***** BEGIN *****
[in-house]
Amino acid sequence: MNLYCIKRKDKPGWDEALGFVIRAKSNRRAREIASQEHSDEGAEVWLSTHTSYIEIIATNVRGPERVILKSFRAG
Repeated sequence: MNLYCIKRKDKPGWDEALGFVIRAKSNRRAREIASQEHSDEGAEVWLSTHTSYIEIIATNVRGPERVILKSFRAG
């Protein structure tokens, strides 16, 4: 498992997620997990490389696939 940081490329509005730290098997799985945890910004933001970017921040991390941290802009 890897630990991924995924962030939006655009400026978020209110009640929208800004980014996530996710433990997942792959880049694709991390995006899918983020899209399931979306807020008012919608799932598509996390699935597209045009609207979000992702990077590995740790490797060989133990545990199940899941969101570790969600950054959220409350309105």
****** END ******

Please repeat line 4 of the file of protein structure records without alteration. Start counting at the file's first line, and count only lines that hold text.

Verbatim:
């Protein structure tokens, strides 16, 4: 498992997620997990490389696939 940081490329509005730290098997799985945890910004933001970017921040991390941290802009 890897630990991924995924962030939006655009400026978020209110009640929208800004980014996530996710433990997942792959880049694709991390995006899918983020899209399931979306807020008012919608799932598509996390699935597209045009609207979000992702990077590995740790490797060989133990545990199940899941969101570790969600950054959220409350309105």